Traitié Selonc Les Auctours Pour Essampler Les Amantz Marietz

JOHN GOWER, TRAITIÉ SELONC LES AUCTOURS POUR ESSAMPLER LES AMANTZ MARIETZ: EXPLANATORY NOTES


Abbreviations: B: Oxford, Bodleian Library, MS Bodley 294; CA: Gower, Confessio Amantis, ed. Peck; F: Oxford, Bodleian Library, MS Fairfax 3; G: Glasgow, University of Glasgow Library, MS Hunter (T.2.17); Mac: Macaulay, ed., The Complete Works of John Gower; MO : Gower, Mirour de l’Omme, trans. Wilson; S: Oxford, All Souls College, MS 98; T: London, British Library, MS Additional 59495 (Trentham).

A note on capitalization: in these translations capitalization generally adheres to Macaulay’s practice, which replicates forms in the manuscripts. Wherever capitalization may help the modern reader better comprehend Gower’s intention — as for example, in the case of theological concepts (e.g., “Creator,” Traitié I.1; “Providence,” Traitié II.8) or allegorical figures (e.g., “Love,” Traitié II.1; “Holy Church,” Traitié III.7; “Danger,” Cinkante Balades XXIII.10) — capitalization is added here.

Heading Puisqu’il . . . salvement tenir. Found in those manuscripts, like F, when the Traitié follows CA (“ci devant en Englois”). Heading in F (with collation of B) reads:
Puisqu’il ad dit ci devant en Englois par voie d’essample la sotie de cellui qui par amours aime par especial, dirra ore apres en François a tout le monde en general un traitié selonc les auctours pour essampler les amantz marietz, au fin q’ils la foi de lour seintes espousailes pourront par fine loialté guarder, et al honour de dieu salvement tenir. [“Because the preceding poem in English was by way of example of the foolishness of those in particular who love in a courtly manner, now the subsequent treatise will be in French, for all the world generally, following the authorities, as an example for married lovers, in order that they might be able to protect the promise of their sacred spousal through perfect loyalty, and truly hold fast to the honor of God.”]
Alternate heading: Found in those manuscripts when the Traitié follows other poems, most frequently the Vox Clamantis, as in G. Heading in G (with collation of S and T) reads:
Cest vn traitie quel Johan Gower ad fait selonc les auctours touchant lestat de matrimoine dont les amantz marietz se pourront essampler a tenir la foi de lour seintes espousailes. [“This is a treatise which John Gower made, following the authorities, concerning the matrimonial state, whereof married lovers might be able to take example for themselves and hold fast to the promise of their holy spousals.”]
les auctours. Macaulay (Mac, 1:lxxxiv) translates “authors.” Our difference is perhaps marginal: Gower’s concern is to “authorize” the positions he takes regarding marriage.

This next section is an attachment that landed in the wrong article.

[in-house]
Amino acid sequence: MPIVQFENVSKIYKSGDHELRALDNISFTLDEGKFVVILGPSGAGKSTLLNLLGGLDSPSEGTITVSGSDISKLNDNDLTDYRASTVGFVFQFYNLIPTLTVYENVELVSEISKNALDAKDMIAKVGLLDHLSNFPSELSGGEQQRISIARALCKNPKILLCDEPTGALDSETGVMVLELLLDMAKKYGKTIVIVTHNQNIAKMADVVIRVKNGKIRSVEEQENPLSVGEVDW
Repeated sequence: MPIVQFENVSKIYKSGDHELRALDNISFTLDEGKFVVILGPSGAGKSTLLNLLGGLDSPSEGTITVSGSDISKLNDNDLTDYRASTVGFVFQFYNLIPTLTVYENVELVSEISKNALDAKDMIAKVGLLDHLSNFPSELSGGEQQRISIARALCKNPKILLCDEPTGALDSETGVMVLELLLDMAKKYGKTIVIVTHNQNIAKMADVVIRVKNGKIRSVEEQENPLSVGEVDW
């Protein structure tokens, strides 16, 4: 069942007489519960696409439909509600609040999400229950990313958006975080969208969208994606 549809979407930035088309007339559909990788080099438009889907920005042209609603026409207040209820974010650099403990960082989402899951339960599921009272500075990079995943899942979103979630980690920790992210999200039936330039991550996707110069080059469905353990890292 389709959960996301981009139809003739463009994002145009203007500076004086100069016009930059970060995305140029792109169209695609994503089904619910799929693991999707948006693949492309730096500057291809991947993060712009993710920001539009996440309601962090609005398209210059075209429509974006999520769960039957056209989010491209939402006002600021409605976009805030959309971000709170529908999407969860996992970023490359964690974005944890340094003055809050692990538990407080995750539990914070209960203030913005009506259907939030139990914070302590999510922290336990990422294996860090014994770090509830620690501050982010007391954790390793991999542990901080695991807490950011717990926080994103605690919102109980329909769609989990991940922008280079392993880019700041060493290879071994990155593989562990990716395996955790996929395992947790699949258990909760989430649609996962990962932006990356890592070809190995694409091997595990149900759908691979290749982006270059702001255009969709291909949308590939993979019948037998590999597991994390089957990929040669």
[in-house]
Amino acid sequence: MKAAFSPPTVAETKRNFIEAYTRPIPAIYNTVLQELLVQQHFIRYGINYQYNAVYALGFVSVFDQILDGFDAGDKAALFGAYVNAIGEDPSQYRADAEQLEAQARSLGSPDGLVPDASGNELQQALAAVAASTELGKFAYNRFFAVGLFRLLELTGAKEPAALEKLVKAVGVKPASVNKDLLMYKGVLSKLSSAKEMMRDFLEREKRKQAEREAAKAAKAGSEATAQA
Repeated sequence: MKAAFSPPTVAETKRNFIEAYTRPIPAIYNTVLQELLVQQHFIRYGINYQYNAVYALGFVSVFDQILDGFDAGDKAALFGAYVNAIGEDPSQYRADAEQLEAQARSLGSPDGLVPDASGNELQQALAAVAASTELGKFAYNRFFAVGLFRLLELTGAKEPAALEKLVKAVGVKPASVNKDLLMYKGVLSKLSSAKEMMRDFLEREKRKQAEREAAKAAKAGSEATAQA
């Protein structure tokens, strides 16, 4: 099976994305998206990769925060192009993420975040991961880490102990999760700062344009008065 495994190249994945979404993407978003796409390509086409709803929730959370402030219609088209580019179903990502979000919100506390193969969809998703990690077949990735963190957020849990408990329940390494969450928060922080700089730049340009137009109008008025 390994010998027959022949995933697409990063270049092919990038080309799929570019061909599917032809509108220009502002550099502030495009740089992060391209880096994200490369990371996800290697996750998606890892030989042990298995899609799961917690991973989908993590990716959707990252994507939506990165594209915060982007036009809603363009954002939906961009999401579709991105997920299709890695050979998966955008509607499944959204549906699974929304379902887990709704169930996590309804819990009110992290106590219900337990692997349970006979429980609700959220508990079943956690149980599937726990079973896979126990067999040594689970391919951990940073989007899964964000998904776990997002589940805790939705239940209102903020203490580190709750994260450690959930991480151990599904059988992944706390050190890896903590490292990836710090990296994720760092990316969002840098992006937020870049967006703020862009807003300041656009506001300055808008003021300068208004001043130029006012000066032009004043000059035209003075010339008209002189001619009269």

la foi. Lit. “faith” — and so Macaulay (Mac, 1:lxxxiv) who intends, I think, to emphasize the sanctity of the ceremony (“seintes espousailes”). In fourteenth-century England, however, a couple’s shared promise sufficed alone to constitute legitimate marriage: no additional ceremony was neces­sary; see Gratian, Decretum 2.30.5.9, and Kelly, Love and Marriage, p. 165.

I LE CREATOUR DE TOUTE CREATURE

2 ff. Latin marginalia in F: Qualiter creator omnium rerum deus hominem duplicis nature, ex anima racionali et humana carne, in principo nobilem creauit; et qualiter anima ex sue crear cionis priuilegio supercorpus dominium possidebit. [“How God the creator of all things in the beginning made man noble, with a double nature, rational from the soul and carnal from the body; and how the soul by virtue of its privileged creation with reason will have dominion over the body.”]

3–4 Par quoi le corps . . . governage. On the propriety of reason’s rule over the body, see Aquinas, Summa Theologica Q.75.a.6.; see also Cinkante Balades L.

8–12 En dieu amer . . . frele char. On the just capacity of the soul to protect the body through its firm love of God, see Aquinas, Summa Theologica Q.9.a.6.

19 chose. Lit. “thing, being.”

20 Qe l’un a l’autre soient entendable. I.e., within their respective realms each holds authority.

II DE L’ESPIRIT L’AMOUR QUIERT CONTINENCE

2 ff. Latin marginalia in F: Qualiter spiritus, vt celum impleatur, castitatem affectat, et corpus, vt genus humanum in terra multiplicetur, coniugii copulam carnaliter concupiscit. [“How the spirit, by heaven made full, honors chastity, and the body, in order that humankind be multiplied on earth, carnally desires the bond of marriage.”]

5 l’un fait le ciel preignant. Gower alludes here to the notion that humankind will replenish with bones almes (“good souls”) the absence in heaven caused by the fall of Lucifer and his cohorts. This idea is prominent in CA; see especially 8.30–36. The one (l’un) refers to the male.

7 Si l’un est bon, l’autre est assetz meilour. Following strictly the sequence in this stanza of “l’espirit” and “li corps” / “l’un” and “l’autre” the refrain would suggest that the soul’s goodness is bettered by that of the body; but see I, above, and note 17–18, below.

17–18 Le corps . . . obeissant. While the hierarchy is clear, and orthodox — soul over body — the ambiguity of the refrain smacks of the intentional, as a bridge to the subsequent balade (III).